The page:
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Where to Go Next in Boston

Judging from all the packed dining rooms, Boston's restaurants are recession-proof. The hottest new openings range from bistros priced to thrill a parsimonious Yankee to hybrid nightclub-restaurants. Bostonians are eagerly anticipating Excelsior, the soon-to-open contemporary American restaurant from chef Lydia Shire (Biba, Locke-Ober) and restaurateurs Tim Lynch and Ken Himmel (Grill 23 & Bar, Harvest) in an Adam Tihany-designed dining room overlooking the Public Garden. But Excelsior faces some impressive competition from the places below.

People Are Talking About...

Blu The menu is as modern as the glassed-in dining room, perched 100 feet above downtown in a swanky health club. Plump truffled gnocchi and butter-roasted lobster with clams and andouille reflect chef Dante deMagistris's training at Ristorante Don Alfonso 1890, a Michelin two-star in Campania, Italy (The Sports Club/LA, 4 Avery St.; 617-375-8550).

The Nightingale A decade ago, when this spot was Hamersley's Bistro, Michael Burgess was sous-chef. Now Burgess is back—this time as co-owner and chef, cooking focused, Old World-inspired cuisine (578 Tremont St.; 617-236-5658).

Troquet Wine and food get equal billing at this exceptional Theater District newcomer. On the menu, each of chef Scott Hebert's dishes—panko-crusted halibut, roasted suckling pig with parsnip puree—is paired with a selection from co-owner Chris Campbell's extensive by-the-glass wine list (140 Boylston St.; 617-695-9463).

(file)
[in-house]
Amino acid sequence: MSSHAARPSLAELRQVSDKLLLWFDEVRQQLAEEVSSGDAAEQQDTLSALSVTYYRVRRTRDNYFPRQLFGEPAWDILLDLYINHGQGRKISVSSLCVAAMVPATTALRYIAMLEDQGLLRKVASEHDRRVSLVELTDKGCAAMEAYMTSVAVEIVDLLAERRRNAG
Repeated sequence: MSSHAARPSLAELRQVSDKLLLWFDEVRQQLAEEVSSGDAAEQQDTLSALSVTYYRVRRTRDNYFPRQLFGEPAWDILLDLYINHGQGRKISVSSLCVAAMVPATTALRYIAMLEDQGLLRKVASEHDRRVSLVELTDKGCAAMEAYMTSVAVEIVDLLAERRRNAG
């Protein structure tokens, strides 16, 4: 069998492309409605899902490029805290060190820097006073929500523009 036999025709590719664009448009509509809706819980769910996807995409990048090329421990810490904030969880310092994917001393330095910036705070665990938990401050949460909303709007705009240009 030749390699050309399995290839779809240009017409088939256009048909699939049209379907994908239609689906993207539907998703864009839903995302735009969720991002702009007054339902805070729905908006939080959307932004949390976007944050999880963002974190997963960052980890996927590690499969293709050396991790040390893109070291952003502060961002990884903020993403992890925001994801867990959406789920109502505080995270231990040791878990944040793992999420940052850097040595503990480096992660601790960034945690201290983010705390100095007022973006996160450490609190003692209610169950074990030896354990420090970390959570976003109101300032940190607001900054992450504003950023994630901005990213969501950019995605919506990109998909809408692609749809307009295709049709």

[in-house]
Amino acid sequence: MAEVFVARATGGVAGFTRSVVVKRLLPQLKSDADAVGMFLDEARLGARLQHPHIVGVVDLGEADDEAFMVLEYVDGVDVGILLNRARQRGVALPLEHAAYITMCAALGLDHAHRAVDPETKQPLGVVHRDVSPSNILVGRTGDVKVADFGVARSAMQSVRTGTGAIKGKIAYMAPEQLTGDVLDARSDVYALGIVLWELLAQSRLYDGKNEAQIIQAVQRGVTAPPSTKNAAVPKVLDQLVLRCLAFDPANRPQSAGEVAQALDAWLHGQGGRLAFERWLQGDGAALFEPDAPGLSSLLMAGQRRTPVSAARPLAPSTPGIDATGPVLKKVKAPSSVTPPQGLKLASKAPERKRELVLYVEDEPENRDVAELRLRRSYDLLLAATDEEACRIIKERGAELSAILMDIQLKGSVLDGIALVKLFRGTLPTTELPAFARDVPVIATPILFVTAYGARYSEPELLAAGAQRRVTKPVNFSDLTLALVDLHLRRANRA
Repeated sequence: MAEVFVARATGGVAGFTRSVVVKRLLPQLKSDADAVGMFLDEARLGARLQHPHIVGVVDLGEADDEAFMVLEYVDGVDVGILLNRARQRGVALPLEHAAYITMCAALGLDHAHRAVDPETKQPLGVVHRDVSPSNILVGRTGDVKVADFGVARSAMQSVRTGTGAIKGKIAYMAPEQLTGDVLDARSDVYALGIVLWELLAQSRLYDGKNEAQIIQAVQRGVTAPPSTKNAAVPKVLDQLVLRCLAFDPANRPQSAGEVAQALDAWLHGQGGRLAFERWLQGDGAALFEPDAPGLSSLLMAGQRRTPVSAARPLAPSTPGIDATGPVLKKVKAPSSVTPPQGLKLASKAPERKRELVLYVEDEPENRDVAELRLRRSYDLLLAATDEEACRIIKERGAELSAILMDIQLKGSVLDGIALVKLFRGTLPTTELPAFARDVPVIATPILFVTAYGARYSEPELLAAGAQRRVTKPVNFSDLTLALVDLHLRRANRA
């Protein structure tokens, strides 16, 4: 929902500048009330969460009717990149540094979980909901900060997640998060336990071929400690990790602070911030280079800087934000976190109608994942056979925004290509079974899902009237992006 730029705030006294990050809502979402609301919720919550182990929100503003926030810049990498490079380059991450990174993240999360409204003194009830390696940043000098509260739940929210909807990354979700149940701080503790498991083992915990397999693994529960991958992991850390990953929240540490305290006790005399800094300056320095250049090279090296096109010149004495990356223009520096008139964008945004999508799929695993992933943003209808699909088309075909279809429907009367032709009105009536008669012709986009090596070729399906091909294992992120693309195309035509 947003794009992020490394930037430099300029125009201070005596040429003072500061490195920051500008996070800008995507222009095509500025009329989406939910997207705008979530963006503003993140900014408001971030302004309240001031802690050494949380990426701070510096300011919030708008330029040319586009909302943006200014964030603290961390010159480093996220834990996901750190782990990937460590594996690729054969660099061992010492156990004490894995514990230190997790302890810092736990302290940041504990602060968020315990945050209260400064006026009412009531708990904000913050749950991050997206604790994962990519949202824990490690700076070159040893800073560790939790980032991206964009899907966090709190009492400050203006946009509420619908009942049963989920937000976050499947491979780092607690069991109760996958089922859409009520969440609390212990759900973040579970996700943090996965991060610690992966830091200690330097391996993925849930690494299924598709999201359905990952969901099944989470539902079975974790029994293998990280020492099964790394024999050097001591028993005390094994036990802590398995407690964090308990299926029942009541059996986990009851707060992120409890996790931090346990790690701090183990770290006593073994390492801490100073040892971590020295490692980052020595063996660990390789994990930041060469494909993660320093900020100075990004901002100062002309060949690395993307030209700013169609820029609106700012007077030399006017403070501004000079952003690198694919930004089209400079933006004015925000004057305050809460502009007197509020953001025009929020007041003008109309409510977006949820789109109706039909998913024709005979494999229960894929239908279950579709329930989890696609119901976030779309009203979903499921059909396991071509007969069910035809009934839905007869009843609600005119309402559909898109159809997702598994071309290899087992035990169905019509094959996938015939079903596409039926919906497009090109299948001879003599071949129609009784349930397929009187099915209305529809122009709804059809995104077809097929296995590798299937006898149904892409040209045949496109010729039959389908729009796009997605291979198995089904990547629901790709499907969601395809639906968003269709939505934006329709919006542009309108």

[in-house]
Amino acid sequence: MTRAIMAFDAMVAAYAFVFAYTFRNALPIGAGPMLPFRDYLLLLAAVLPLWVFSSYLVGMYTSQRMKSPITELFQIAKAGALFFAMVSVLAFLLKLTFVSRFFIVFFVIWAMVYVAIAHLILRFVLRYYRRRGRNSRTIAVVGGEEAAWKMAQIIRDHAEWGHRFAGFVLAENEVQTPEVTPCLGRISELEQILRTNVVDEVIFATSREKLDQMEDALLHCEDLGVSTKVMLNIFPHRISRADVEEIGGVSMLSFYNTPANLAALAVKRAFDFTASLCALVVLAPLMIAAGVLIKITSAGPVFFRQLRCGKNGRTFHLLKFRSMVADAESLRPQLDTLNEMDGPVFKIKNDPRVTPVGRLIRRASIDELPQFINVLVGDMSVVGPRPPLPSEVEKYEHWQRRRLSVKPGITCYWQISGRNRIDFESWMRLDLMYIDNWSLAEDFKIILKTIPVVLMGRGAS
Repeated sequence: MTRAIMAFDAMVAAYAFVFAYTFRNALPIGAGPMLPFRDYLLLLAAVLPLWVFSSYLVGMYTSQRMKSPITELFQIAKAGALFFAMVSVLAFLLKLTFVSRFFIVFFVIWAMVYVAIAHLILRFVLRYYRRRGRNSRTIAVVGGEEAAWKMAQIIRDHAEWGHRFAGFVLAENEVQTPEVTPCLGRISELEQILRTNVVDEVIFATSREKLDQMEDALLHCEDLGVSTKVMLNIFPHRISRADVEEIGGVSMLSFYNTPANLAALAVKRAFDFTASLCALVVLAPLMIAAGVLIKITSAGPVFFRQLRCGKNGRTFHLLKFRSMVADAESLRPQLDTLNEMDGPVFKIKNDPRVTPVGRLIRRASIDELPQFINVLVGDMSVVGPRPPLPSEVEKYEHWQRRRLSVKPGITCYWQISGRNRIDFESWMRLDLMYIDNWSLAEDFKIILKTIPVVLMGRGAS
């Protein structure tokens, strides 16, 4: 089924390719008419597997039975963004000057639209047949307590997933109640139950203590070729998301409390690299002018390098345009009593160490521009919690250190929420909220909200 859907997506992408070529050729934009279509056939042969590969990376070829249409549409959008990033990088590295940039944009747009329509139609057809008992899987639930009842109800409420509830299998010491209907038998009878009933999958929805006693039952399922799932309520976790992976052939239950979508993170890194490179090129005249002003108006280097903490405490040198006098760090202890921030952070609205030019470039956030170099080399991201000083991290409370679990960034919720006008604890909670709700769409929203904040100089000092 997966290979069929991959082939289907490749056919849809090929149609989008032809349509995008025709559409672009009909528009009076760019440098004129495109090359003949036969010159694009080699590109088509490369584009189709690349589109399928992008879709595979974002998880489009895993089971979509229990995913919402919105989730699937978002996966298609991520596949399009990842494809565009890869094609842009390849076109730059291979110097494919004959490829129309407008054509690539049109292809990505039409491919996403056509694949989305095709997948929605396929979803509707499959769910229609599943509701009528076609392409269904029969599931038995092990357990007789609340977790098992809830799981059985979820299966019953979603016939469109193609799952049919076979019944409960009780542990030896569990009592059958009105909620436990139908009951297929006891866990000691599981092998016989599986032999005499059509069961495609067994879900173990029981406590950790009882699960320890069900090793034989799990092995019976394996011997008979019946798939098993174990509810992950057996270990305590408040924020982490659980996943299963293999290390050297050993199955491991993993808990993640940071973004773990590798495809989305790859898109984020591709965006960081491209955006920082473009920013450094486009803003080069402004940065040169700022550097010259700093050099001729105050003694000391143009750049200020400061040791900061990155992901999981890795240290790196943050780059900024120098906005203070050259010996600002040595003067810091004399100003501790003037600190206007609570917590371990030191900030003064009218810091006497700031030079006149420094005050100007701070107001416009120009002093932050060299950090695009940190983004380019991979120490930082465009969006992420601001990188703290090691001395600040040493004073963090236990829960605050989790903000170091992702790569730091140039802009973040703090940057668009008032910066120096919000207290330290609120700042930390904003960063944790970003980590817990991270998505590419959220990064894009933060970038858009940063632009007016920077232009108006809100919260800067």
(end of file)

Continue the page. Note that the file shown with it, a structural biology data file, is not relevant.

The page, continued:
Truc A popular six-year-old South End bistro gets a makeover: a new coat of paint, a new wine list and a new chef, Philip Wang, who trained under Daniel Boulud in New York City. Wang's sautéed frog's legs smothered in tomatoes, garlic, black olives, capers and almonds may be the Hub's best first course (560 Tremont St.; 617-338-8070).

Via Matta It's as much about the scene as it is about the food at this minimally appointed—and constantly crowded—trattoria from Michael Schlow, an F&W Best New Chef 1996 (79 Park Plaza; 617-422-0008).

Best Reason to Leave Town

Le Soir Mark Allen's Beacon Hill fans regularly take a 15-minute drive out on Route 9 to Newton Highlands to indulge in his rabbit potpie and other sophisticated French country dishes. The pan-roasted whole monkfish used to be on the menu at Allen's former restaurant—the Dining Room at the Ritz-Carlton, Boston—where it cost 13 bucks more (51 Lincoln St., Newton Highlands; 617-965-3100).

Hot 'Hood: The Ladder District

Named for its parallel streets, this downtown business district by day is home to a number of happening dining spots by night—including Mantra, with Thomas John (an F&W Best New Chef 2002).

Felt Shoot eight ball or focus on chef Casey Lloyd's French-Mediterranean cuisine at this billiard club and restaurant. On weekends, the line stretches down the block (533 Washington St.; 617-350-5555).

JER-NE Linger over an aperitif in the downstairs lounge at the new Ritz-Carlton, Boston Common, then head upstairs for refined New American dishes from chef Ulrich Koberstein (10 Avery St.; 617-574-7100).

Limbo You would never guess that this multilevel space was once a tailor's shop. There's nightly live jazz—and surprisingly polished Mediterranean food (49 Temple Pl.; 617-338-0280).

Silvertone Bar & Grill Why do so many Boston restaurant workers congregate here after work? Friendly bartenders, big drinks and generously portioned comfort-food classics (69 Bromfield St; 617-338-7887).

Published February 2003
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